Delirium in COVID-19 Patients: Advice for Recognition and Management
Managing delirium in the context of COVID-19 is similar to the approach in other settings, but there are some notable differences. An experienced neurointensivist shares insights.
Cognitive and mental deficits are a known potential side effect of intensive care unit (ICU) stays, but in recent months, reports have begun emerging of delirium in patients hospitalized with COVID-19. While a direct cause-and-effect relationship has not been established, clinicians need to be aware of neurologic issues as both a possible presenting symptom and a sequela of treatment for the virus.
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“In COVID-19 patients, high fever and severe respiratory syndrome are the main reasons for admission to the ICU, with progression into encephalopathy after a period on a ventilator,” says Cleveland Clinic neurological ICU specialist Pravin George, DO. “But some patients who have come into our unit because of weakness in extremities or small brain bleeds have only later tested positive for the virus, and that includes young people.”
According to Dr. George, some experts think encephalopathy should be added to the list of common presenting symptoms for COVID-19, which include fever or chills, cough, shortness of breath or difficulty breathing, and new loss of taste or smell.
“Estimates from published reports suggest that 65% to 70% of patients with COVID-19 have delirium,” says Dr. George. “In general, the biggest risk factor for it in the ICU setting is comorbidity. The more underlying medical problems a hospitalized patient has, the greater the chance they will develop delirium.”
Because delirium associated with COVID-19 resembles ICU psychosis, it is difficult to tease apart whether it is caused by the virus, treatment for it or the effects of the ICU environment. Dr. George has seen both hyperactive and hypoactive delirium in patients with the virus. “Some patients with COVID-19 are very agitated and it takes more medication than is typical to control their breathing rate,” he says. “Others, with hypoactive delirium, are noncommunicative.”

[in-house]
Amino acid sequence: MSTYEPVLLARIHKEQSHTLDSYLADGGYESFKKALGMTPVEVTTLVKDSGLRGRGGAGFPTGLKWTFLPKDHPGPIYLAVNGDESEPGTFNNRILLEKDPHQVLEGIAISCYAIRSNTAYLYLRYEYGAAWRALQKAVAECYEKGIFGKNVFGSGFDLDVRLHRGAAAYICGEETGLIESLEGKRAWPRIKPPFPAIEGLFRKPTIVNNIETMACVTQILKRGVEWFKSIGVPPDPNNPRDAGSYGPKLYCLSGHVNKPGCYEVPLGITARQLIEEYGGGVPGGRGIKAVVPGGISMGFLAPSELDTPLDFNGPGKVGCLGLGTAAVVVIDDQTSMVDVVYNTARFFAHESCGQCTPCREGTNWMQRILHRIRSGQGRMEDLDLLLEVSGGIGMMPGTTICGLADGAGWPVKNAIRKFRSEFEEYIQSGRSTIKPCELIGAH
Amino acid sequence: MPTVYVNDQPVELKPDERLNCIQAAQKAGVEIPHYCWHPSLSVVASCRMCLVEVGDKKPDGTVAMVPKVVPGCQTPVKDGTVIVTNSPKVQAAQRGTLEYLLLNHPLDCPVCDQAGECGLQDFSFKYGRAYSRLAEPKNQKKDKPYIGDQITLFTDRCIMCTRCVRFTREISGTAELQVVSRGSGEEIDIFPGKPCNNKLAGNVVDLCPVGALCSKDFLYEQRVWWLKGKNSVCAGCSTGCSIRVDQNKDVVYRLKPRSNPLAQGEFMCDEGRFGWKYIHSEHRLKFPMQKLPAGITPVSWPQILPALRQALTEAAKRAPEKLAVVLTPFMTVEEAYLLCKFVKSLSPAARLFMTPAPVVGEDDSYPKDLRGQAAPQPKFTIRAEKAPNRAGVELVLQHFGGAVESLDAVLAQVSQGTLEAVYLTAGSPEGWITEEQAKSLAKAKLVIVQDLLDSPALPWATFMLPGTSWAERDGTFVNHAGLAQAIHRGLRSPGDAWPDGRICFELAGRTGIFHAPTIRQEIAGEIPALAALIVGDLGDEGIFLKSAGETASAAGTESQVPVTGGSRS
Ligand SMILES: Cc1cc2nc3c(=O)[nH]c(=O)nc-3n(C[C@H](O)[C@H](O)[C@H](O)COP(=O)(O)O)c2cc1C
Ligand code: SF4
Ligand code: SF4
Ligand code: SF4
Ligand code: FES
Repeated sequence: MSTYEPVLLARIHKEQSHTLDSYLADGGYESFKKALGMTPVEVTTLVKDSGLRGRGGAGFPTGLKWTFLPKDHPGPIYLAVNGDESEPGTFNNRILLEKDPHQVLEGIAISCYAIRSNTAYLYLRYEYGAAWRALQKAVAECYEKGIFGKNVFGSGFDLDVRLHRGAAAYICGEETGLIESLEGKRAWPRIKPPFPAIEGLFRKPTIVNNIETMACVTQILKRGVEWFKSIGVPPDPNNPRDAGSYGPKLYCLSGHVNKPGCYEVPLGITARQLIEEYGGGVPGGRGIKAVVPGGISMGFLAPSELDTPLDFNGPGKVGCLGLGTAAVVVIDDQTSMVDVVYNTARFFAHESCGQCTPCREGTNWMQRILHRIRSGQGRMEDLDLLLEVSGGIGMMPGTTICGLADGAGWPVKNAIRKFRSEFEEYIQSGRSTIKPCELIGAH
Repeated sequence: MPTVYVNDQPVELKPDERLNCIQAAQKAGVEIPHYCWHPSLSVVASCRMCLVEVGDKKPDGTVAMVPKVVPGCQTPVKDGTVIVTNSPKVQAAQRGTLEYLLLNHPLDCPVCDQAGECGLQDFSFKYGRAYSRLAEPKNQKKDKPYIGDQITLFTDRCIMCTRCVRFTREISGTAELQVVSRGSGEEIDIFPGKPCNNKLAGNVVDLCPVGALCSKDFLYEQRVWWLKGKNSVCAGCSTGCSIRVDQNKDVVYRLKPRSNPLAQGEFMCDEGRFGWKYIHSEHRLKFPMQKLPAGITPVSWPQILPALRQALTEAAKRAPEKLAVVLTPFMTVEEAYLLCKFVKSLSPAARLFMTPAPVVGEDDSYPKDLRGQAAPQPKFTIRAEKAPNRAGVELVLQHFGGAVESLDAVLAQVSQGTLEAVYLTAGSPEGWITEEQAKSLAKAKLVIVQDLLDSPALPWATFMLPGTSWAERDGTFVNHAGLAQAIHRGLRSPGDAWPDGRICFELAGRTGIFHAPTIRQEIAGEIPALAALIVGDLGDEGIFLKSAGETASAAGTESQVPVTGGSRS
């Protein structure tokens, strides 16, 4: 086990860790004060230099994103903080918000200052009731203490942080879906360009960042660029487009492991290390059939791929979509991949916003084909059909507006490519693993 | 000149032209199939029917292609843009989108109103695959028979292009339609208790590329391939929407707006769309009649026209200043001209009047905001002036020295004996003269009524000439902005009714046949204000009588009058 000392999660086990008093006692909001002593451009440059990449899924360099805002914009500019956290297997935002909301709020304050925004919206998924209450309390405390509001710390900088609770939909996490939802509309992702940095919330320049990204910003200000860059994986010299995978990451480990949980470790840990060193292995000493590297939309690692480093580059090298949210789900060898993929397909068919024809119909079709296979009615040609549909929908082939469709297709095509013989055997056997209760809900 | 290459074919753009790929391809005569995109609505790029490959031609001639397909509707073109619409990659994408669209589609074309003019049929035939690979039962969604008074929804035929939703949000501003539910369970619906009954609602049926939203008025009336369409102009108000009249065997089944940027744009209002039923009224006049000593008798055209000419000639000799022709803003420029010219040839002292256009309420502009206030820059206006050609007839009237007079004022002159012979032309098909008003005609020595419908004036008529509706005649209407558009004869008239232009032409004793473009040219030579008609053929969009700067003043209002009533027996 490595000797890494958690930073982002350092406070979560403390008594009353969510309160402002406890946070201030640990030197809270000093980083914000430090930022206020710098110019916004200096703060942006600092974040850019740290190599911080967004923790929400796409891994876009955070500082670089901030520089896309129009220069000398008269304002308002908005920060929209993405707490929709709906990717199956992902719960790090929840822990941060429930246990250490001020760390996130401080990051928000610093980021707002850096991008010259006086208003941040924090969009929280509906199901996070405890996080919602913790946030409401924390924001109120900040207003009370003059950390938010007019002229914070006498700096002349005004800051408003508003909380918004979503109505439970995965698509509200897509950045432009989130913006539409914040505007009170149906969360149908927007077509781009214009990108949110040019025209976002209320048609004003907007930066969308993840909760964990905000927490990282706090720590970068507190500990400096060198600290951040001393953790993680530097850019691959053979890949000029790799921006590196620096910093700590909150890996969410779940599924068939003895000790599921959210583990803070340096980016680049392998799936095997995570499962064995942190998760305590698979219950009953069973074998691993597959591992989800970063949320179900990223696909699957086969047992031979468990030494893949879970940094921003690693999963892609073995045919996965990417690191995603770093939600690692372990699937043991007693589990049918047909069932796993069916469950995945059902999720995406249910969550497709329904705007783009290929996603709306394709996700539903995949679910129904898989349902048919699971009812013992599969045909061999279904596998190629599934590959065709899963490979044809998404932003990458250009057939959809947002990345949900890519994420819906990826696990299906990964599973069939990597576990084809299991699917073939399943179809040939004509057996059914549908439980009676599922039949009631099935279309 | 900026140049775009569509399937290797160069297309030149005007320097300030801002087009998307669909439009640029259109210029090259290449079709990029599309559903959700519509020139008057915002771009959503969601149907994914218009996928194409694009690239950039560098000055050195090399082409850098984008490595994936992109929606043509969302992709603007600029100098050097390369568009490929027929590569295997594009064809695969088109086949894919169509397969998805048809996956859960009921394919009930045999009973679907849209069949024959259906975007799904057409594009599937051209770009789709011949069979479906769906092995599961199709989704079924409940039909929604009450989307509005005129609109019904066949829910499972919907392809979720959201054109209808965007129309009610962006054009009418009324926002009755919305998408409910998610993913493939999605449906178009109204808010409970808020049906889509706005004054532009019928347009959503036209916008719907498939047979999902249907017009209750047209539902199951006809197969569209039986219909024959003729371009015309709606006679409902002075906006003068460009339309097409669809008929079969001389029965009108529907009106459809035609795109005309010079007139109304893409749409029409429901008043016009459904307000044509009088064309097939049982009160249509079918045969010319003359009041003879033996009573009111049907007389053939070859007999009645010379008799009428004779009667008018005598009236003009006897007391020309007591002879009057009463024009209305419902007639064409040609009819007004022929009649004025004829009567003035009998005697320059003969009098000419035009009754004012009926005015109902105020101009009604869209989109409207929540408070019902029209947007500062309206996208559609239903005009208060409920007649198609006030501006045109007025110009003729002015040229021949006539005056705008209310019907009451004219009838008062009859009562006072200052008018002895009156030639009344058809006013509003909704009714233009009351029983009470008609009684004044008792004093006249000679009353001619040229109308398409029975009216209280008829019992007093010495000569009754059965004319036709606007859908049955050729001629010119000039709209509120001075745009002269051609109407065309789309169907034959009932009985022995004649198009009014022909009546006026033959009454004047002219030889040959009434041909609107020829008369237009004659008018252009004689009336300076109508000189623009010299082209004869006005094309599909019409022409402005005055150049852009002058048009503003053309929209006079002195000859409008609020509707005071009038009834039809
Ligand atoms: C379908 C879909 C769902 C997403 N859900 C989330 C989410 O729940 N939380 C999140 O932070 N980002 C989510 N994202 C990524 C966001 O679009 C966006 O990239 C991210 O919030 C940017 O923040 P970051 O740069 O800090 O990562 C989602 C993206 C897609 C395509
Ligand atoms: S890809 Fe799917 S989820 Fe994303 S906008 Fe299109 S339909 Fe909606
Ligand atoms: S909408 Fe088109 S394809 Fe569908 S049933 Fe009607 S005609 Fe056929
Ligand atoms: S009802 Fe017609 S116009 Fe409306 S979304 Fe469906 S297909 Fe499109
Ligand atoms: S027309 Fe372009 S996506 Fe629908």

Dr. George notes that five possible etiologies have been theorized for the delirium and encephalopathy seen in COVID-19 patients:
When it comes to management, he advocates strategies common in treatment of ICU patients: neuromonitoring, reducing ventilation as early as possible, and effectively controlling pain and breathing without overmedicating.
“Some drugs used to sedate patients on ventilators have long-acting effects on neurons and receptors, so neuromonitoring is crucial to ensure that they are dosed appropriately,” says Dr. George. “At Cleveland Clinic, we’re studying advanced imaging techniques such as transcranial Doppler for detection of blood thickening and signs of ischemia in the brain.”
No formal guidelines exist for management or prevention of COVID-19-related delirium. Dr. George suggests that clinicians focus on guidelines developed by the Society of Critical Care Medicine for improving ICU outcomes, which consist of the “ABCDEF” bundle of interventions:
“One of the things that reduces delirium in ICU patients is having family around when they wake up,” says Dr. George. “But with COVID-19, that’s not possible because of the risk of transmission. We’ve begun using iPads at the bedside to try to connect patients with their families online as much as possible.”
Above all, Dr. George stresses treating COVID-19 patients as individuals and following standard ICU protocols for their treatment. “We may have to gown up a bit more,” he says, “but awareness of infection control shouldn’t mean we provide a lower level of care; otherwise, we may start to see more cases of ICU delirium in this population.”